Three players from Short Season-A Tri-City ValleyCats have been chosen as New York-Penn League All-Stars: 3B Matt Duffy, CF Justin Gominsky and LHP Kyle Hallock. Duffy has a .291 batting average, with 15 doubles. Gominsky has a .269 batting average, and is fifth in the league with 31 total runs scored. Hallock is leading the league with a 1.79 ERA, and has struck out 39 batters and walked only eight batters over 40.1 innings pitched. The NYPL All-Star Game is on August 16 at LeLacheur Park in Lowell, MA.
Triple-A Oklahoma City RedHawks
IF Anderson Hernandez has a .294 batting average and 22 doubles and 44 walks during 110 games. He has also stolen 18 bases. RHP Andy Van Hekken is second on the Pacific Coast League’s pitchers with a 7-4 record and a 3.22 ERA and 97 strikeouts. RHP Sergio Perez is also on the list –he has a 4.25 ERA and 71 strikeouts.
Double-A Corpus Christi Hooks
IF James Van Ostrand has a .308 batting average with 21 doubles, and 11 home runs. He is one of the Top 10 ranked batters in the Texas League. IF Brandon Wikoff has a .316 batting average and has only struck out 24 times in 263 at bats. RHP Blake King has a 3.31 ERA over 32.2 innings pitched.
Class A Lancaster JetHawks
OF Austin Wates is batting .314 over 430 plate appearances, with 19 doubles, seven triples and six home runs. He also leads the team with 20 stolen bases. IF Jonathan Meyer leads the team with 11 home runs, and has a .260 batting average. RHP Kirk Clark ranks third in the league in saves with 17 over 45 innings pitched.
Class A Lexington Legends
IF Ben Orloff is batting .308 for the Legends, and has struck out just 18 times during 247 at bats. IF Mike Kvasnicka is batting .277, and leads the team in doubles (26) and runs batted in, with 51. RHP Jorge DeLeon is tied for the third lowest opponent batting average of all relievers in the South Atlantic League, with .211. He also has a 2.85 ERA over 47.1 innings pitched, and 13 saves.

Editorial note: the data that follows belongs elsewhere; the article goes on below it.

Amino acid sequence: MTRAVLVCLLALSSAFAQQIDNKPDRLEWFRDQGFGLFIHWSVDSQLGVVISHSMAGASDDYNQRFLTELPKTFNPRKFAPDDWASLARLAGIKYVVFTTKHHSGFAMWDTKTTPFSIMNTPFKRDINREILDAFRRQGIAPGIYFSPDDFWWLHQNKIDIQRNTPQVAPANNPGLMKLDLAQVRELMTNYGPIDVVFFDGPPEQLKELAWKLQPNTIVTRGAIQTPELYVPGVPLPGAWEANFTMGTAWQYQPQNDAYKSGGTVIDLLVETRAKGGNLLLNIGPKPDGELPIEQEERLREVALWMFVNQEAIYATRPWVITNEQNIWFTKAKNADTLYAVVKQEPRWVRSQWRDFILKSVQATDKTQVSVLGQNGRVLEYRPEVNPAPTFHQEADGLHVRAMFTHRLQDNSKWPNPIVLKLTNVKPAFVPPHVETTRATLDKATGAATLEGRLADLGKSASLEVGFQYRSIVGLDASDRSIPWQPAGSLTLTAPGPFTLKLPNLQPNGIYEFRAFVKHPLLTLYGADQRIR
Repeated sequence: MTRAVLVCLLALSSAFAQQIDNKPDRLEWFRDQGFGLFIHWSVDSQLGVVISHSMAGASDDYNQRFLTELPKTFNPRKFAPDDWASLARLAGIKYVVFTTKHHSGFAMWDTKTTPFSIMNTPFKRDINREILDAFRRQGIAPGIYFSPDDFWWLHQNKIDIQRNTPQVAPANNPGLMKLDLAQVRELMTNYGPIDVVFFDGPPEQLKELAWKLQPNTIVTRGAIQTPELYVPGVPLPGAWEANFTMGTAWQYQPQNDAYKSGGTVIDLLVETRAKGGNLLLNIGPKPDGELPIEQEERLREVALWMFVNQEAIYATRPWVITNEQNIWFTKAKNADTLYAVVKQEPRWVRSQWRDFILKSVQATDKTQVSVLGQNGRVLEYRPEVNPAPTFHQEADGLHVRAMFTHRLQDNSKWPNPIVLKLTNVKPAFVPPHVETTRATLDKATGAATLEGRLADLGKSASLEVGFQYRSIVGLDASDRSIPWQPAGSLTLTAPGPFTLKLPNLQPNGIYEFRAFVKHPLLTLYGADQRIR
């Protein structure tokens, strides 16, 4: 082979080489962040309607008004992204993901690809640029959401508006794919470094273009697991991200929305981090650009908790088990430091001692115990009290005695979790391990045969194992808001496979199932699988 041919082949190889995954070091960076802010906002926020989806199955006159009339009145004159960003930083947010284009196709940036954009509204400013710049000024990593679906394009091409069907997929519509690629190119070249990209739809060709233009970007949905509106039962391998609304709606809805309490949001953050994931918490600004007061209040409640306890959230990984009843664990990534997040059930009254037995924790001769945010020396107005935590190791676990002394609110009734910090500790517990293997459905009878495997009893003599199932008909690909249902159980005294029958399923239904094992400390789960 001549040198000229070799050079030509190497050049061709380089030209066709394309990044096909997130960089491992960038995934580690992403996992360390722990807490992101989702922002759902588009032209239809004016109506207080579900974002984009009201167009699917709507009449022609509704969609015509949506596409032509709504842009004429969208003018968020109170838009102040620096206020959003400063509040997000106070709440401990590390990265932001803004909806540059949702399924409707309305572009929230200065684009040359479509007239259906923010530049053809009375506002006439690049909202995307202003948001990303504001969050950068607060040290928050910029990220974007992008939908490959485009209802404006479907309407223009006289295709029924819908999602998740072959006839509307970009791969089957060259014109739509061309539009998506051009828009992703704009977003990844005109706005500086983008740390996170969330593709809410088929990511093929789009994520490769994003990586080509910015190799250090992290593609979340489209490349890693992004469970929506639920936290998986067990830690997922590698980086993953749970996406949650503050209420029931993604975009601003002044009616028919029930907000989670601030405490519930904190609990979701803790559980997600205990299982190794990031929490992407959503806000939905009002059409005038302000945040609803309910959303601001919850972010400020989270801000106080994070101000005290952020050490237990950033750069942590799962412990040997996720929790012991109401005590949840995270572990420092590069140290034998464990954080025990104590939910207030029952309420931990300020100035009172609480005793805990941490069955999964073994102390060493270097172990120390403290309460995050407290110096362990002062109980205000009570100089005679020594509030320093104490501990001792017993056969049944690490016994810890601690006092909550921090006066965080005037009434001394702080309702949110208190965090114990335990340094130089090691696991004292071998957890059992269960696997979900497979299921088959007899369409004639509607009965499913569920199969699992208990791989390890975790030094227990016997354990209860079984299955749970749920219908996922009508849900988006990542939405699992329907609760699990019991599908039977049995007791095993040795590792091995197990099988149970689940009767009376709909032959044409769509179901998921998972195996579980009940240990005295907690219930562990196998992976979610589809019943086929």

Rookie League Greeneville Astros
IF Chase Davidson is ranked third on the Appalachian League list of Top 10 batters. He has a .342 batting average and has 54 hits, 11 of which are home runs. He also hit a grand slam on Sunday night. OF Jordan Scott is ranked fifth on the list, with a .330 batting average and 60 hits with 22 RBI. LHP Jeremiah Meiners has a 1-3 record, with 1 save over 29.2 innings pitched. He has also struck out 29 batters.
Rookie League GCL Astros
IF Yonathan Mejia has played in 32 games for the GCL Astros, and has 35 hits, seven doubles and 21 RBI. OF Wallace Gonzales is batting .333 with 12 hits over 10 games. Before he was promoted to Greeneville yesterday, RHP Juan Mojica had a 1.42 ERA over 19 innings pitched. He had 19 strikeouts, and had only walked nine batters. LHP Evan Grills currently has the second best walks to innings pitched ratio in the league, with just five walks issued over 24 innings pitched.
OF Teoscar Hernandez leads the DSL Astros with a .298 batting average over 188 at bats. He also ranks third in the Dominican Summer League in extra base hits, with 25. LHP Reymin Guduan leads the team in strikeouts with 54, and has a 2.25 ERA over 40 innings pitched. RHP Manual Sanchez has a 4-0 record with a 2.55 ERA, he has walked 12 batters.
Rachel Frey is the Social Media and Broadcasting Intern for the Houston Astros. She studies Public Relations at The University of Texas at Austin, where she spends most of her time attending Texas Football & Baseball games. Connect with Rachel on her Twitter account:@RachelFrey or on her MLBlog, A Temporary Perspective.